Carbamazepine Formulation for Iv Epilepsy Therapy

Period of Performance: 01/10/1995 - 12/31/1995

Unknown

Phase 2 SBIR

Recipient Firm

STS Biopolymers, Inc.
Henrietta, NY 14467
Principal Investigator

Abstract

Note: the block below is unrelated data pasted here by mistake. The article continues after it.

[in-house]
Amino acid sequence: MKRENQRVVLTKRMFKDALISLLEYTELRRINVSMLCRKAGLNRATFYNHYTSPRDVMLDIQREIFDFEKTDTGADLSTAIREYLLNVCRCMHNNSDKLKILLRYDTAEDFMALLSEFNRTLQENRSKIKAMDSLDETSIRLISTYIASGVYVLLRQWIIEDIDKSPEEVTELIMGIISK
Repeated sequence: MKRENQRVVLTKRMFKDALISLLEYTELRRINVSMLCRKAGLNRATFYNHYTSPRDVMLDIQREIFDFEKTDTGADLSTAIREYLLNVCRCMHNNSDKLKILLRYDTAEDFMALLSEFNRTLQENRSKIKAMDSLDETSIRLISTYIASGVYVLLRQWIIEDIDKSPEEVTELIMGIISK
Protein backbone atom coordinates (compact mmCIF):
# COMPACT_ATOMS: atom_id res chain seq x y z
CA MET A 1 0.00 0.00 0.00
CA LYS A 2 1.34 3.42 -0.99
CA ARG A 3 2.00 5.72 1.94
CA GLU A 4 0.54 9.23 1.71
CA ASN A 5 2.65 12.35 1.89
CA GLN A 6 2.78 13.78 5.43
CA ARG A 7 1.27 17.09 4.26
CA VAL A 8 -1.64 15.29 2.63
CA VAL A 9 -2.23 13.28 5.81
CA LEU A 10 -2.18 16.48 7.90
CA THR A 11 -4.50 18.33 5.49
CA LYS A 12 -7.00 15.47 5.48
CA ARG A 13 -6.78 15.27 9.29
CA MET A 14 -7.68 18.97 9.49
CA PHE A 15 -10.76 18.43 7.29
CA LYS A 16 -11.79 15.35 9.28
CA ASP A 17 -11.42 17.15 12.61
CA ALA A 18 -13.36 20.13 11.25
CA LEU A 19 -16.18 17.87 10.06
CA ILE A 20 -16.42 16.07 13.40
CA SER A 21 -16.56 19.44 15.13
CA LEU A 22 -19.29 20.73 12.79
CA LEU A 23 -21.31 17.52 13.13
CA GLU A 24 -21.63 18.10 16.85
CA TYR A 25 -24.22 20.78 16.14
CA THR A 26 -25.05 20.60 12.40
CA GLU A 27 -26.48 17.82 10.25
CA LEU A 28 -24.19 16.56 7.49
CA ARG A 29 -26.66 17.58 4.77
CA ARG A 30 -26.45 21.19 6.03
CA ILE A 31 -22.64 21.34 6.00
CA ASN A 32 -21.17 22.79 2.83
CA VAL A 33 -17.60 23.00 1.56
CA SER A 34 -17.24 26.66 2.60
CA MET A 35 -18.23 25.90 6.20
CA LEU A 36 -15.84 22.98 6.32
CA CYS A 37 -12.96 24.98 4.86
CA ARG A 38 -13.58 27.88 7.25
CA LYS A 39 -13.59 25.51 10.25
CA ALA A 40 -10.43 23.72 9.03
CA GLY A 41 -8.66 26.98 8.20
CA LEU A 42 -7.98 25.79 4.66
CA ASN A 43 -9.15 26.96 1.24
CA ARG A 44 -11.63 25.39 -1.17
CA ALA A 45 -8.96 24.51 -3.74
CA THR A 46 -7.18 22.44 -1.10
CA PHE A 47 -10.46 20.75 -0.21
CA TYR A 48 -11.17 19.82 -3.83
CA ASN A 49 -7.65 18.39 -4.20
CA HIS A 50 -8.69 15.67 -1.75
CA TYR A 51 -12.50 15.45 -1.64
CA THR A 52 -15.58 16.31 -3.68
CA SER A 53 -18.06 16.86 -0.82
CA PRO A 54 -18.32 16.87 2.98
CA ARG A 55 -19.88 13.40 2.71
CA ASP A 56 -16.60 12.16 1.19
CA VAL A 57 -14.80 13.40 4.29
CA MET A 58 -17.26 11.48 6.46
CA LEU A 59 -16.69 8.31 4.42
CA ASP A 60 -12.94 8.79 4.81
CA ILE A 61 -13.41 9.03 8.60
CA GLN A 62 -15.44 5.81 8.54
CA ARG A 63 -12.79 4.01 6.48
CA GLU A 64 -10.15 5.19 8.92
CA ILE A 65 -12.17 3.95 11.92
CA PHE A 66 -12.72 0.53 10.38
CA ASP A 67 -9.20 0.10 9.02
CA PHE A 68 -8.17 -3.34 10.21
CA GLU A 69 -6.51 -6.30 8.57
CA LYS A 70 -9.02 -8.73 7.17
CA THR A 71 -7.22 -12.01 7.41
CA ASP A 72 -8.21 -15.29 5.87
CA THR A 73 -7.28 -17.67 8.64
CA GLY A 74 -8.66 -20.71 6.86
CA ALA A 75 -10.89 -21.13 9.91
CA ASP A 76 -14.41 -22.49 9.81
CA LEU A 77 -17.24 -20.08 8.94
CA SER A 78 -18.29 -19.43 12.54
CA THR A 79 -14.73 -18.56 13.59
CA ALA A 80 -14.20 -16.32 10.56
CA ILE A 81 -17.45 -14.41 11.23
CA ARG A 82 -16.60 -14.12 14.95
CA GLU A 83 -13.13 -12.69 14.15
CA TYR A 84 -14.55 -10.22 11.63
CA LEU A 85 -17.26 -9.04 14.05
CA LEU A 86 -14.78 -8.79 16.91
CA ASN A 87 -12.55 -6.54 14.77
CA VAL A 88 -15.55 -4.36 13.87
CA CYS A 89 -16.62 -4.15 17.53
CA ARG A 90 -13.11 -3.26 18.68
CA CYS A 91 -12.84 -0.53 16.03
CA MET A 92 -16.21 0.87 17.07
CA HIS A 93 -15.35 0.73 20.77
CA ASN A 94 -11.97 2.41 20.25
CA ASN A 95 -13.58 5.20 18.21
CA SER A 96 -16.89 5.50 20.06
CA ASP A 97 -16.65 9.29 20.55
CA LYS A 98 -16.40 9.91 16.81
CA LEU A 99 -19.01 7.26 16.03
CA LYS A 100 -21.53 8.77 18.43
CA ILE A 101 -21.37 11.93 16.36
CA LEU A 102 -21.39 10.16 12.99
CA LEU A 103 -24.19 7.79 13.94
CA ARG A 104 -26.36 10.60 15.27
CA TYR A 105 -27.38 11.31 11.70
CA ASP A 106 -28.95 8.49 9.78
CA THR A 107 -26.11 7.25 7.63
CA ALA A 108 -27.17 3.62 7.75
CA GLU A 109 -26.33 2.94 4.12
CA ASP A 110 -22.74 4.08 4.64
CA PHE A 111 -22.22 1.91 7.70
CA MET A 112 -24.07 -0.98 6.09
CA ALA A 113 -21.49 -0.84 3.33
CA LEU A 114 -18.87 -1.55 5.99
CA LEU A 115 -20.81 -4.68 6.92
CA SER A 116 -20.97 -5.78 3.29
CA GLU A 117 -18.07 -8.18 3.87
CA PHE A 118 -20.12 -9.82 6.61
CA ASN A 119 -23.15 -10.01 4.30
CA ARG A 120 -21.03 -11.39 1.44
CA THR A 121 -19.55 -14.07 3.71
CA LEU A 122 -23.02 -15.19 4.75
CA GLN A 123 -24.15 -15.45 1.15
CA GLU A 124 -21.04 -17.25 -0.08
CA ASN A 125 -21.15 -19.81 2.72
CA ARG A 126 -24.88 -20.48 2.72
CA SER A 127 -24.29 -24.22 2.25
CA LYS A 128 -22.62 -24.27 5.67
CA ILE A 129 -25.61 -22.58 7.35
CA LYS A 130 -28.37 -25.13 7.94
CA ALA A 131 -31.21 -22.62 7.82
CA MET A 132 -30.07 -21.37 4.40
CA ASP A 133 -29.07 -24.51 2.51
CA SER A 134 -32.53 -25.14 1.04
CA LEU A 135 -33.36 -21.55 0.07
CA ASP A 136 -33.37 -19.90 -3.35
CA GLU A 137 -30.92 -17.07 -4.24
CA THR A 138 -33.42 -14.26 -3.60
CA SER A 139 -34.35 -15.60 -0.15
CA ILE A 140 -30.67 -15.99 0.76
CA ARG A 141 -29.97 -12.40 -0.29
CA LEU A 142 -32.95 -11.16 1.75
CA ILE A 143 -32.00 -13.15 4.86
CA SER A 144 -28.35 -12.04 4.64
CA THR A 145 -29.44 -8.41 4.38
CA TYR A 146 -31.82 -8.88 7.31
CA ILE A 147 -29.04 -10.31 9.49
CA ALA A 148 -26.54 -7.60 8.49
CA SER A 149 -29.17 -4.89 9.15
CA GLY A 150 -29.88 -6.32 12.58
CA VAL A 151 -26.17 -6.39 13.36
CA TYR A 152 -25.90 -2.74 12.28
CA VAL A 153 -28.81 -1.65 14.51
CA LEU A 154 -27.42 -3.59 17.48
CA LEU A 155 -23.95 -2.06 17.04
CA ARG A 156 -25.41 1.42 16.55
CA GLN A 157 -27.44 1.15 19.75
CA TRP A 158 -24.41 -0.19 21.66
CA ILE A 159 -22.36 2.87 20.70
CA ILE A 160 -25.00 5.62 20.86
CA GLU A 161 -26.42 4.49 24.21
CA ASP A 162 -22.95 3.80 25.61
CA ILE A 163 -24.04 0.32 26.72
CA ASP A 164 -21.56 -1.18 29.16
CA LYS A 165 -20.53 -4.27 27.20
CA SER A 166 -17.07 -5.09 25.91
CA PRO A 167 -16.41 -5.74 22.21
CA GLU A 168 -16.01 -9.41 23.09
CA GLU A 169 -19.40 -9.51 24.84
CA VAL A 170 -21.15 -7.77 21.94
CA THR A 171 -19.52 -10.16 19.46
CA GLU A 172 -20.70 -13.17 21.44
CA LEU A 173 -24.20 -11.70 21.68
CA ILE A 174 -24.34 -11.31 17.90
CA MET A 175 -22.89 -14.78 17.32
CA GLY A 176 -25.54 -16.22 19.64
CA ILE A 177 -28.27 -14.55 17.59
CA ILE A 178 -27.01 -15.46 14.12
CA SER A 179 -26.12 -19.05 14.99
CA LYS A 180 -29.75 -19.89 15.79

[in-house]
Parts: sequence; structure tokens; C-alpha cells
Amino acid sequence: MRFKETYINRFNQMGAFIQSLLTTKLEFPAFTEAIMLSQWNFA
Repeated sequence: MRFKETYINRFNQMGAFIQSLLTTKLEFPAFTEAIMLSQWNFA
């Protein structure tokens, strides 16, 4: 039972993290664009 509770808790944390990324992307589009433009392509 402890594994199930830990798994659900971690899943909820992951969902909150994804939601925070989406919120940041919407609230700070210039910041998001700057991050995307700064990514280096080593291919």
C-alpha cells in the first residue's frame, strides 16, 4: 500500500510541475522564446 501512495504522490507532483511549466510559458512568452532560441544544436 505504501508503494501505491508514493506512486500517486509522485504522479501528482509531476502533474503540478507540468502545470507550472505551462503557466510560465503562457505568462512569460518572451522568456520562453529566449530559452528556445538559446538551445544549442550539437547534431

Epilepsy is a debilitating disorder affecting 1 person in 100 in the U.S. No intravenous formulation exists for carbamazepine (CBZ), a drug of choice for epilepsy therapy; potentially less desirable drugs must be used when enteral administration is not possible and for acute intervention during status epilepticus. This severe manifestation of epilepsy may affect as many as 25% of all epileptic children, and will leave a significant fraction of those affected with permanent neurological damage. Intervention requires the use of medication that can be administered either by injection, usually intravenously, or per rectum. The objective of this project is to develop a safe and efficacious formulation for carbamazepine suitable for IV administration. In Phase I a microparticle suspension of CBZ in a biocompatible acqueous medium was developed. In mice, IV administration of this formulation resulted in therapeutic levels of CBZ in plasma within 2 minutes. The evaluation of this microparticle formulation in Phase II will include: (1) thorough pharmacokinetics and biodistribution studies in the mouse and rat, (2) neurotoxicity determination in the mouse; (3) efficacy evaluation in standard anticonvulsant mouse models; and (4) efficacy demonstration in a rat model of status epilepticus. In addition, the microparticle CBZ formulation manufacturing process will be scaled up in preparation for clinical trials in Phase III. Successful completion of this project will provide an intravenous formulation for the treatment of status epilepticus and should improve bioavailability when administered per os or per rectum; we believe the probability of commercial success is high. PROPOSED COMMERCIAL APPLICATION: Medisperse, a five-year old company formed to commercialize a patented technology developed by the P.I. and funded through the SBIR program, currently produces nanoparticle drug formulations for client marketing. We believe this technology can significantly improve intravenous epilepsy therapy.